Skip to Content

The Australian Electric Vehicle Market Study commissioned in partnership with the Clean Energy Finance Corporation, and prepared by Energeia consists of two related parts – Part A – Strategic Review of Electric Vehicle Charging Infrastructure and Part B – Market Review of Electric Vehicle Sales, Stock and Infrastructure.

Report extract

1 Executive Summary

Energeia’s Australian Electric Vehicle Market Study research review of Plug-in Electric Vehicles (PEV) charging infrastructure, and market modelling of PEV sales and associated charging infrastructure requirements have uncovered the following key findings.

1.1 Electric Vehicle Charging Infrastructure Policy and Regulation

Energeia’s benchmarking of international comparator markets identified the role of financial and non-financial incentives, and reviewed the case study of Norway, the world leader for PEV uptake. This case study showed clearly that financial incentives, and particularly reductions in up-front purchase costs, are the incentives that impact most strongly on PEV purchase decisions, and that non-financial incentives play a supporting rather than leading role.

From the review of comparator jurisdictions, Energeia identified the following uptake levers that could be used to drive uptake of PEVs in Australia:

  • Purchase Incentives – Any increase in direct Australian financial incentives for PEV adoption will drive improved PEV model availability, which in turn will drive demand.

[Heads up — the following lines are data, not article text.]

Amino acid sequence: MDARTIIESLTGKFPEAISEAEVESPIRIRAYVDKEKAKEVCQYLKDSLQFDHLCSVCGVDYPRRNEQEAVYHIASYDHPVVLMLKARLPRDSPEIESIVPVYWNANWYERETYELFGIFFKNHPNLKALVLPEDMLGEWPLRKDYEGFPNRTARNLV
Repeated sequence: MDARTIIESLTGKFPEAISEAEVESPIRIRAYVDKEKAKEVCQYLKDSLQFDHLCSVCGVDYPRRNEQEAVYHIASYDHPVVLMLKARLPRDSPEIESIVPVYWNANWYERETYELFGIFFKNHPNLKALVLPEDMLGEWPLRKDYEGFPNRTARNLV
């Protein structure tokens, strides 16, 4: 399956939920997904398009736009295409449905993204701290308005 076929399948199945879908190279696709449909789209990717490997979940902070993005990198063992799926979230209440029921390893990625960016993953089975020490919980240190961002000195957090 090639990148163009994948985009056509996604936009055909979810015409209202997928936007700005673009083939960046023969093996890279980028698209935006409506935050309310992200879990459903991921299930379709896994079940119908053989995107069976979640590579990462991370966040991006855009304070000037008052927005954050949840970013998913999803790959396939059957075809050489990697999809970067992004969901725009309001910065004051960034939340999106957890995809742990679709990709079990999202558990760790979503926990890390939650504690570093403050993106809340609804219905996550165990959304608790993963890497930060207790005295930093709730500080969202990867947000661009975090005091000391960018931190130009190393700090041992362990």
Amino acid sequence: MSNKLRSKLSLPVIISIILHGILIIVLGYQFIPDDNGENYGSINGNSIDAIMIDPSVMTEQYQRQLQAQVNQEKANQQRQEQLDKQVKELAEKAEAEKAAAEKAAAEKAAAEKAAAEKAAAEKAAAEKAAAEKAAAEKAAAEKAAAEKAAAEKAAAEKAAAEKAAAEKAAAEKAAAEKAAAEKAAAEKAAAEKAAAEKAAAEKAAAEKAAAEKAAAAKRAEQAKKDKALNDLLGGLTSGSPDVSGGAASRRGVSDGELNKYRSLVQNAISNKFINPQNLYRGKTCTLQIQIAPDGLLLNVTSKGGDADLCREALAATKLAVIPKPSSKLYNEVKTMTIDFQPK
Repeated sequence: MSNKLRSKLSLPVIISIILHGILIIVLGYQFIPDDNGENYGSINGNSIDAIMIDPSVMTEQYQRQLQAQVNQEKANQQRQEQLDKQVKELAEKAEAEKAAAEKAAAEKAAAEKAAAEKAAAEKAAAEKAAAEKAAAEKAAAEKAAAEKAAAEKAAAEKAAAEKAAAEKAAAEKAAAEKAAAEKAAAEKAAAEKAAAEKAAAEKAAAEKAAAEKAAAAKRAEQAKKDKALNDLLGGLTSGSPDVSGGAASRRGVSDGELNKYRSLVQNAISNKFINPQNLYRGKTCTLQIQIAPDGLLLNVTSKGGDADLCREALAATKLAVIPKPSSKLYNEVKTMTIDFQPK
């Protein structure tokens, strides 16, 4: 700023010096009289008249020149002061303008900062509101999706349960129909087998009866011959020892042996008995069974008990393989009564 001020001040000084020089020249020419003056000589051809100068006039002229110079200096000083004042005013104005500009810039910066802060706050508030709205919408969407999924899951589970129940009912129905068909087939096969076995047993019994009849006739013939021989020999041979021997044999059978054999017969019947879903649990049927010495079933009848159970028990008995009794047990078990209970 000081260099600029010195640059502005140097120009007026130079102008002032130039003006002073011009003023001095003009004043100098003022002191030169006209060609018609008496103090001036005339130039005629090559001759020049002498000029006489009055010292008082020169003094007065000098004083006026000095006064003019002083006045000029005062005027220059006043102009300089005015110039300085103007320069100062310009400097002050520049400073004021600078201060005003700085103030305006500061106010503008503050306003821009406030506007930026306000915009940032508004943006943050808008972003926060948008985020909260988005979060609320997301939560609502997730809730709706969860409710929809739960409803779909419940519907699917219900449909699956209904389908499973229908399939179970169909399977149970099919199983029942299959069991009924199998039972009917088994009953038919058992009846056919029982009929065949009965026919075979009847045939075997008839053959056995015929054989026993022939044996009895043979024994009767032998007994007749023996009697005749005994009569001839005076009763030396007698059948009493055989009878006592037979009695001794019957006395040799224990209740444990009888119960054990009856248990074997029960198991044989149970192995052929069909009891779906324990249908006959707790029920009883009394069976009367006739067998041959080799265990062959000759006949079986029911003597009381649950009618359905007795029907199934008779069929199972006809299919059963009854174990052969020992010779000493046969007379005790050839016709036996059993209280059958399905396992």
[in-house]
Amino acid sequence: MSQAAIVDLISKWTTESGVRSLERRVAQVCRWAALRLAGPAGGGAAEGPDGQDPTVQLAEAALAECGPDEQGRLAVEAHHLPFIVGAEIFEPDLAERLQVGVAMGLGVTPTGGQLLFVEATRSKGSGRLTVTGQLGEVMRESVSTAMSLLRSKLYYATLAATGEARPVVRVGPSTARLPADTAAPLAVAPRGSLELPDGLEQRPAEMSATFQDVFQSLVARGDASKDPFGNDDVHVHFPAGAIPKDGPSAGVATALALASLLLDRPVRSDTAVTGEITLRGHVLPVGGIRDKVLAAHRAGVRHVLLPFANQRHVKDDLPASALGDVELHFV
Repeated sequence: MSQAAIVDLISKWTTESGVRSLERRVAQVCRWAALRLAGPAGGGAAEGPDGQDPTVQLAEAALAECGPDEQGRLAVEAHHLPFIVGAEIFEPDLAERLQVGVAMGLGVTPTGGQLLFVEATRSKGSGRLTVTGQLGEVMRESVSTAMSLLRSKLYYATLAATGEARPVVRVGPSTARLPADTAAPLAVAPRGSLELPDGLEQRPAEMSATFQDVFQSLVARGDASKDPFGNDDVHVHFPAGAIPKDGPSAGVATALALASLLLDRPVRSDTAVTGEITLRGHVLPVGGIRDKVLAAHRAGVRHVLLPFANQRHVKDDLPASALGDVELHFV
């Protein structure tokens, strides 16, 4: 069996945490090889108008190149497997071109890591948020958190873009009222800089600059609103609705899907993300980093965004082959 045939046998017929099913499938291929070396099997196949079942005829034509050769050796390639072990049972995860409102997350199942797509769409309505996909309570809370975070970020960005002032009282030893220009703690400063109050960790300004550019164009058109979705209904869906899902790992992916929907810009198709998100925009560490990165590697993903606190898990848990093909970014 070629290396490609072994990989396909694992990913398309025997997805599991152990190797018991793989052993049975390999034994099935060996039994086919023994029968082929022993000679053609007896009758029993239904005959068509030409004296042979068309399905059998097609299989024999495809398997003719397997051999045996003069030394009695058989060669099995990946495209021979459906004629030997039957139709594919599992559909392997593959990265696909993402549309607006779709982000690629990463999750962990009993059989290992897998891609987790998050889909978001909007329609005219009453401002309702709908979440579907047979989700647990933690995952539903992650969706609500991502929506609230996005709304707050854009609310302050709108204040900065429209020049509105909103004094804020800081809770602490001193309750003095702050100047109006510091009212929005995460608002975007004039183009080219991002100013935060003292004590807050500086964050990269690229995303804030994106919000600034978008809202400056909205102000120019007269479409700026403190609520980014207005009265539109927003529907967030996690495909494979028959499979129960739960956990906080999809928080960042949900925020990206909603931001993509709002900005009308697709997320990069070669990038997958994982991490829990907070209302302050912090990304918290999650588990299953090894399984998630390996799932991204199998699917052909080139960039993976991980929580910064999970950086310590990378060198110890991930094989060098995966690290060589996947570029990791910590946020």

• Procurement Targets – Limited numbers (300-500 cars per year) bought via a co-ordinated fleet buying program would be sufficient to attract Original Equipment Manufacturer (OEM) interest to import new right-hand drive models not yet made available in Australia.
  • Import Regulation – Adoption of third party imports of PEVs would increase both model availability and overall uptake in Australia (in line with the New Zealand experience).
  • Fuel Efficiency Regulation – Implementation of 105g/km fuel efficiency standard would underpin a significant increase in PEVs in Australia driven by OEMs more aggressively marketing their PEVs in order to meet their compliance targets at least cost.
  • Global Internal Combustion Engine Vehicle Bans – OEMs are increasingly likely to consider either removing Internal Combustion Engines (ICEs) from their vehicle portfolio and replace those models with PEV alternatives over the 10 to 30-year timeframe.
Last updated 15 July 2020
Last updated
15 July 2020
Print Friendly, PDF & Email
Back to top